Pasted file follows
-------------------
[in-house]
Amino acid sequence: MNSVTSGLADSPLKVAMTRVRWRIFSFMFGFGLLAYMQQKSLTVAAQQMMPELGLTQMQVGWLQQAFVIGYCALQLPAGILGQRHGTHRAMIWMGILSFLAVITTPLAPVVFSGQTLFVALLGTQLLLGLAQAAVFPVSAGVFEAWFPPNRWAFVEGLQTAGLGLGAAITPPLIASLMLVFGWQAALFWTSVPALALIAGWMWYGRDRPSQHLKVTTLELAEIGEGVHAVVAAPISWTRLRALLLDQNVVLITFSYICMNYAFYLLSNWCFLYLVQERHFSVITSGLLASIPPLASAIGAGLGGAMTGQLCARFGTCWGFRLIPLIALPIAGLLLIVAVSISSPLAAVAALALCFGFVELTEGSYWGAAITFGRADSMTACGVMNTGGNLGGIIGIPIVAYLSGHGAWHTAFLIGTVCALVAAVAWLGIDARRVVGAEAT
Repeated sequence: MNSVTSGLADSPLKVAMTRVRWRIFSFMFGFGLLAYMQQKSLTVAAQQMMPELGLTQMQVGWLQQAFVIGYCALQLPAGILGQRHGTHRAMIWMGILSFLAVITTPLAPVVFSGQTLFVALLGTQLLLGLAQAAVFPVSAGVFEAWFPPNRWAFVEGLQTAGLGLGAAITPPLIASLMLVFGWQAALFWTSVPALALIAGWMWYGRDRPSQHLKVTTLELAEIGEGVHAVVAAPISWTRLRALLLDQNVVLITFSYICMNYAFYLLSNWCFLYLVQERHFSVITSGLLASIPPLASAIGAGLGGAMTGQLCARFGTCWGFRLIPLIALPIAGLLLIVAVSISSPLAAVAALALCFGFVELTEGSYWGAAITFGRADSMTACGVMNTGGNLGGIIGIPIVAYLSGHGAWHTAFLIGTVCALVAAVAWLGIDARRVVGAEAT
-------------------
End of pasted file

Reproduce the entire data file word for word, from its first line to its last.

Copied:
[in-house]
Amino acid sequence: MNSVTSGLADSPLKVAMTRVRWRIFSFMFGFGLLAYMQQKSLTVAAQQMMPELGLTQMQVGWLQQAFVIGYCALQLPAGILGQRHGTHRAMIWMGILSFLAVITTPLAPVVFSGQTLFVALLGTQLLLGLAQAAVFPVSAGVFEAWFPPNRWAFVEGLQTAGLGLGAAITPPLIASLMLVFGWQAALFWTSVPALALIAGWMWYGRDRPSQHLKVTTLELAEIGEGVHAVVAAPISWTRLRALLLDQNVVLITFSYICMNYAFYLLSNWCFLYLVQERHFSVITSGLLASIPPLASAIGAGLGGAMTGQLCARFGTCWGFRLIPLIALPIAGLLLIVAVSISSPLAAVAALALCFGFVELTEGSYWGAAITFGRADSMTACGVMNTGGNLGGIIGIPIVAYLSGHGAWHTAFLIGTVCALVAAVAWLGIDARRVVGAEAT
Repeated sequence: MNSVTSGLADSPLKVAMTRVRWRIFSFMFGFGLLAYMQQKSLTVAAQQMMPELGLTQMQVGWLQQAFVIGYCALQLPAGILGQRHGTHRAMIWMGILSFLAVITTPLAPVVFSGQTLFVALLGTQLLLGLAQAAVFPVSAGVFEAWFPPNRWAFVEGLQTAGLGLGAAITPPLIASLMLVFGWQAALFWTSVPALALIAGWMWYGRDRPSQHLKVTTLELAEIGEGVHAVVAAPISWTRLRALLLDQNVVLITFSYICMNYAFYLLSNWCFLYLVQERHFSVITSGLLASIPPLASAIGAGLGGAMTGQLCARFGTCWGFRLIPLIALPIAGLLLIVAVSISSPLAAVAALALCFGFVELTEGSYWGAAITFGRADSMTACGVMNTGGNLGGIIGIPIVAYLSGHGAWHTAFLIGTVCALVAAVAWLGIDARRVVGAEAT